Geert Bekaert and Campbell R. Harvey's
Chronology of Economic, Political and Financial Events in Emerging Markets
Major Political and Economic Events
White voters approved a new constitution based on black majority rule but retaining white control of the military and security forces as well as the judiciary and the civil service.a
UN Security Council lifted the international embargo on trade with the country.a
Civilian elections. The Rhodesian Dollar was decoupled from the South African Rand. The unit's exchange value was linked to a "basket of currencies."a
Country became legally independent as Zimbabwe. Currency renamed Zimbabwe Dollar.a
Zimbabwe joins IMF.a
New foreign investment guidelines published which stipulated that foreign companies must provide a minimum 20% local participation in existing enterprises.a
ADR effective date. (Company=ZAMBIA CONSOLIDATED COPPER MINES LIMITED., Exchange=OTC)a11
All remittances of dividends, branch and partnership profits, rent and other income from nonresident equity holdings were suspended, except for dividend and profit remittances or venture capital entering after September 1,1979. a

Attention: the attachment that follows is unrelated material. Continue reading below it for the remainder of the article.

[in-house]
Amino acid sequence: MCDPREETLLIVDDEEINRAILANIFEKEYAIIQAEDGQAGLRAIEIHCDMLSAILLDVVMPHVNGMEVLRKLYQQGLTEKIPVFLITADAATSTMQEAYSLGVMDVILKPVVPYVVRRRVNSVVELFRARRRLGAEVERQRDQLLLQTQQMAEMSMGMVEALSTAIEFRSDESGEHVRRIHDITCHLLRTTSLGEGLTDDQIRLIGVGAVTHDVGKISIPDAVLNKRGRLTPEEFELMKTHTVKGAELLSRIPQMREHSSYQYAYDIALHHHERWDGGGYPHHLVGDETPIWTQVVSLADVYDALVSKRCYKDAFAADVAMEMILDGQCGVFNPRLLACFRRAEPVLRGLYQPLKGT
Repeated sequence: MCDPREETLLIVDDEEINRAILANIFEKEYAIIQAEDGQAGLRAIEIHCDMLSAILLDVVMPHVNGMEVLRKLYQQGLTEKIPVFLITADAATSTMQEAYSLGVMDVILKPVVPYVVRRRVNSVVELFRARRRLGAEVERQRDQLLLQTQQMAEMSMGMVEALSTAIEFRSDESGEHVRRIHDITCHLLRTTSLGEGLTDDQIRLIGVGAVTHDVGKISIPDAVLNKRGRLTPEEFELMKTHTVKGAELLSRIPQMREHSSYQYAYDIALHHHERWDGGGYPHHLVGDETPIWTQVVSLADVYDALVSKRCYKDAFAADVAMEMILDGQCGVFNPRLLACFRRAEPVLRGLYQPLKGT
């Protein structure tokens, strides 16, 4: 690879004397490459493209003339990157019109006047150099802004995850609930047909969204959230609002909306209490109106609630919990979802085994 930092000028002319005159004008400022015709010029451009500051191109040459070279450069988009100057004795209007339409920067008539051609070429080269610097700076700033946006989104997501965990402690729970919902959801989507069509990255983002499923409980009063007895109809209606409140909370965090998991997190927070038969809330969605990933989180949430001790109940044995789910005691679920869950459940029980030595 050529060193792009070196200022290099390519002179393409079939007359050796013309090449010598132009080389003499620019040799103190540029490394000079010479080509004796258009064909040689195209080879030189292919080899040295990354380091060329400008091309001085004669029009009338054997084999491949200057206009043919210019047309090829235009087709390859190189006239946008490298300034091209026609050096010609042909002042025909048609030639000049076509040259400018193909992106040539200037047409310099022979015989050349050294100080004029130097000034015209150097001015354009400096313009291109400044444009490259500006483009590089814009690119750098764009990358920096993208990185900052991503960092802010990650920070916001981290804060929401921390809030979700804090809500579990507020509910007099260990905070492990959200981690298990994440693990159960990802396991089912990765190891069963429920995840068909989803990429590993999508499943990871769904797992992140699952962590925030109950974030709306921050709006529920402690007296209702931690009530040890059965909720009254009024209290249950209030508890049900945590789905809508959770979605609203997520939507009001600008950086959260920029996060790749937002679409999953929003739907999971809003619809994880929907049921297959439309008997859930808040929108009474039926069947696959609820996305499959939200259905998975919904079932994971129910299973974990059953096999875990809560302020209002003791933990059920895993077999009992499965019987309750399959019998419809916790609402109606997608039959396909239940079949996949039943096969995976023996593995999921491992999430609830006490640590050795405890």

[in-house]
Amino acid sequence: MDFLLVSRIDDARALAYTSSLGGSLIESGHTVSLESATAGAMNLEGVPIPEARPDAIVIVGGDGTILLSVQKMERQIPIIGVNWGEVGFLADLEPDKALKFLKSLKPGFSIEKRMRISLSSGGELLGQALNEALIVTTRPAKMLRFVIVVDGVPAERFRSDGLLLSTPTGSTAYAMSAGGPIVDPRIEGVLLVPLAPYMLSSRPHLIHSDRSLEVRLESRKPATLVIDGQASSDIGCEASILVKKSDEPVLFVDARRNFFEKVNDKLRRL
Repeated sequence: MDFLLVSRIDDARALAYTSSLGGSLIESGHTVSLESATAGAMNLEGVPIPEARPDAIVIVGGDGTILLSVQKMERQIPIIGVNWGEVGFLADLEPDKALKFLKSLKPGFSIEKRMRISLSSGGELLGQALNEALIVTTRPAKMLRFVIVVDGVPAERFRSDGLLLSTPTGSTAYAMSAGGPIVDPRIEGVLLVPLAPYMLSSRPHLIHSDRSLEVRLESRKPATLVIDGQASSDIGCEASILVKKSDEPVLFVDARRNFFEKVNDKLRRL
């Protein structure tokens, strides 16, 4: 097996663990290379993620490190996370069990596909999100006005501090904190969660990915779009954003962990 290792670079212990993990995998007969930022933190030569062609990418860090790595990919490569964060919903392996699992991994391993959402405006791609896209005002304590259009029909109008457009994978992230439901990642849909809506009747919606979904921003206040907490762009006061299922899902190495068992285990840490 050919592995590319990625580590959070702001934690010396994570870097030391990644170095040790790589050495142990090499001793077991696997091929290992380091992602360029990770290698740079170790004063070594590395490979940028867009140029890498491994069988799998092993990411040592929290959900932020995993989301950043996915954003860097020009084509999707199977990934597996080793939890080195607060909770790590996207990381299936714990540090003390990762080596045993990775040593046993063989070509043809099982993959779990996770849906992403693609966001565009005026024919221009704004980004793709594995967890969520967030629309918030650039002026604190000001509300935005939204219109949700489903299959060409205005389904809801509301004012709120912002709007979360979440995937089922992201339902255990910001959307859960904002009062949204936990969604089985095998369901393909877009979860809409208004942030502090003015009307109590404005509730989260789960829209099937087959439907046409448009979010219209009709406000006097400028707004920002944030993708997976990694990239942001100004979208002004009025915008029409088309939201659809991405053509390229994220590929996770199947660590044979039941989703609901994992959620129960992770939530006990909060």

Prime Minister Mugabe committed one of Africa's few remaining multiparty democracies to one-party rule and entrenched his supremacy as head of a new Politburo at his party's first congress in 20 years. New constitution to be drawn up based on Marxist-Leninist principles.a
President Mugabe announced that the Assembly seats reserved for whites would be abolished and the government would increase control of the economy to spur development.a
Remittances declared from March 27, 1984 through December 31, 1985 can be released by means of six-year 4% government bonds.a
United States suspends aid to Zimbabwe.a
As promised, the 20 seats reserved for whites in the National Assembly were abolished.a
The percentage of profit and dividend remittances was halved to 25% for new investments which entered the country before September 1979. Regulations involving the investment of surplus funds owned by foreign companies were relaxed.a